Many of us hope that foot-and-mouth will prove to be the last terrible gasp of intensive farming

Many of us hope that foot-and-mouth will prove to be the last terrible gasp of intensive farming

May 25, 2001 The Times (London) by Peter Melchett

On the face of it, I picked a bad year to leave Greenpeace in order to spend more time farming. The gloom of our wettest winter and coldest and wettest spring has been deepened to darkest black by foot and mouth. In Norfolk we have been as unaffected as any farms in the country, and it has still been miserable. We were terrified of losing our pedigree herd of organic Red Poll cattle (already a rare breed). A sense of isolation, emptiness and an eerie quiet fell over the farm, usually bustling with walkers and other visitors.

Now, for those of us lucky enough to be away from foot-and-mouth hot spots, life, as well as the weather, is returning to normal. Last weekend the first of our paying guests have stayed, along with their horses, half the farm is open to walkers, and the cows are out of the cattleshed onto suddenly lush grass - and 18 calves have been safely born.

But this is not a normal year for us. For the first time for more than 50 years none of the land has been sprayed with chemicals. The final part of the farm is now in conversion to organic -a third is there already. I feel as if I've finally kicked the chemical habit of a lifetime. Conventional farming is an addiction that has caused catastrophic declines in wildlife. In England we've lost half a million dormice in 40 years, one-and-a-half million tree sparrows are gone, and over the past 25 years six million skylarks have disappeared.

Part of my passionate opposition to genetic engineering of food and crops stems from the knowledge that the technology is designed to keep industrial farming alive to destroy the countryside for another 50 years.

On our own farm, the changes as we go organic are dramatic and visible. We've measured big increases in tree sparrows and skylarks. We have hares everywhere, two pairs of breeding barn owls, and our English partridge numbers are back up to levels last seen 30 years ago. In 1935, eight guns shot over 800 English partridges on our farm in a morning. A few years ago, we had eight pairs on the entire farm -this year it's 40. Most significant for me are the moles. Not spies from GM companies sent to spot our mistakes (we are making plenty as we learn a new philosophy, working with nature, not overpowering it). Moles are the top predators, the lions and tigers of the underground world of our precious soil. When I was a child, they were in every field. Then, unnoticed, they disappeared. Years after we stopped using chemicals on the first part of the farm to go organic, the moles are back -a sign to me that the soil is alive again.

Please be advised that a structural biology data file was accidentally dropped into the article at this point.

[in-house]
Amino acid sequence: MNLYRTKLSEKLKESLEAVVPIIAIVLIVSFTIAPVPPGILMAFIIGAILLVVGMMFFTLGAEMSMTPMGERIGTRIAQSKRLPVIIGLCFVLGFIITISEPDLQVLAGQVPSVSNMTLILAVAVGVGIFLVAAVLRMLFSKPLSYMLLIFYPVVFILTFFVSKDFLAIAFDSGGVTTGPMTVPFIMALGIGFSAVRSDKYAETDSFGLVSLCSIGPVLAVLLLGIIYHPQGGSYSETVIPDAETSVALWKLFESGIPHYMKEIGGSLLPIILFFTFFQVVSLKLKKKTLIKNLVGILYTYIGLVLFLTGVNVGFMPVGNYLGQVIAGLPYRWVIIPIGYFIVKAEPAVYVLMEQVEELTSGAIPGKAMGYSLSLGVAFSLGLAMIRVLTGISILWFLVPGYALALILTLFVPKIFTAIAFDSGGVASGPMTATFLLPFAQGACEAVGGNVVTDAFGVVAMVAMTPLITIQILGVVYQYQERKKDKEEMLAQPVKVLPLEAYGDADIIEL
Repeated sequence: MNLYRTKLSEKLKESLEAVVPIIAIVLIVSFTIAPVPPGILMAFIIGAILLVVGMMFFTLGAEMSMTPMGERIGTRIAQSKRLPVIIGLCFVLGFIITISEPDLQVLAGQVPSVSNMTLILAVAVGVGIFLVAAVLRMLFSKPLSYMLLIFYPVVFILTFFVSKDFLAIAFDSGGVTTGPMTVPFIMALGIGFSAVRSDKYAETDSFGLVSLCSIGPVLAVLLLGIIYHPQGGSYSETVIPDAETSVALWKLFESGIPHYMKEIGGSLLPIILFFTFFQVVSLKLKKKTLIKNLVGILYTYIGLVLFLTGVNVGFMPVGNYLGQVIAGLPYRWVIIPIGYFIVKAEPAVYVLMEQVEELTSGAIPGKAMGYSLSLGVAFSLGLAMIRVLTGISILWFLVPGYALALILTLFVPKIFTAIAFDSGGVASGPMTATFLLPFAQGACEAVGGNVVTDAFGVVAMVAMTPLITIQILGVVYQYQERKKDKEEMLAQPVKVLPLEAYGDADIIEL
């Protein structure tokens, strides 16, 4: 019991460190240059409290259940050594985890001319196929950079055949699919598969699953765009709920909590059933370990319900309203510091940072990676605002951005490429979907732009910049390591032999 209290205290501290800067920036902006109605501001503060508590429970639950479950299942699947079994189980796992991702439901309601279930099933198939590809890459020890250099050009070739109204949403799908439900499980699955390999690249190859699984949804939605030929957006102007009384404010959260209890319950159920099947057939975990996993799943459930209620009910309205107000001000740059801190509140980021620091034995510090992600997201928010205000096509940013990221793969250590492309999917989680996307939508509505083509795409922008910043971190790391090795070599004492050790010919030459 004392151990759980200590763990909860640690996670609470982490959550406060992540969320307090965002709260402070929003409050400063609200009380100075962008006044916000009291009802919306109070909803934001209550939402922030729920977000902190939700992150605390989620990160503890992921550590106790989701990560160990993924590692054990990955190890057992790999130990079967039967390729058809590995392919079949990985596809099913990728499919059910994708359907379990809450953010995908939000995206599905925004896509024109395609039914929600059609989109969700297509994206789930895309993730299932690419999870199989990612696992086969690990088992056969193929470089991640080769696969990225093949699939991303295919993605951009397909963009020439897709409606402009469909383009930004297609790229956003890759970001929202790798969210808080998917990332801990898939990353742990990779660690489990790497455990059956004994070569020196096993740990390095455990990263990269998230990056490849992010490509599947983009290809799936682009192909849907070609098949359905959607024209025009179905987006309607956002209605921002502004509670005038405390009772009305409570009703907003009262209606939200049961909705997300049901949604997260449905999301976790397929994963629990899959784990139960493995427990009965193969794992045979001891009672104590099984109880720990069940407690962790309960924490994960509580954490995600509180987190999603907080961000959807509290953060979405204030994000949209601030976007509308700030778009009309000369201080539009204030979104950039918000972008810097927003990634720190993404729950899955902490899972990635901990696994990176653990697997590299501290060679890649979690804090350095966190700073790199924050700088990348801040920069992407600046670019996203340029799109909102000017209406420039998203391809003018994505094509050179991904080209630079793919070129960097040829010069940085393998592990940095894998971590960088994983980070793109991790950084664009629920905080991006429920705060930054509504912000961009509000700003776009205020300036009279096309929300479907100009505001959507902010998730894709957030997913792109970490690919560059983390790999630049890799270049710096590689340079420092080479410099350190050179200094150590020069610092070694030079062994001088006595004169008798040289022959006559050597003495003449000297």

Many of us hope that foot-and-mouth will prove to be the last terrible gasp of intensive farming. For some time experts have been privately forecasting catastrophic breakdowns in animal and crop health. Slaughter was a selfish and catastrophic mistake, protecting a small minority of livestock exporters at the expense of thousands of farmers, rural businesses and the public. The policy was most vociferously defended by "Biotech Ben", the pro-GM leader of the National Farmers Union. Ben Gill told this paper that he has been subjected to a dirty tricks campaign because of his opposition to vaccination. He claimed this was part of an organised campaign by aristocratic farmers.

Given his ability to put his foot in his own mouth, I can't think why anyone, aristocratic or not, who cares about the future of farming would want him replaced by a more effective defender of intensive farming. Ben's latest contribution to rational debate was to announce in Australia that eco-terrorists might have been behind foot and mouth. This claim is so preposterous that even the Ministry of Agriculture had to deny it. But it hasn't escaped my notice that Biotech Ben may feel I qualify as both an aristocratic farmer and an eco-terrorist. Joy!

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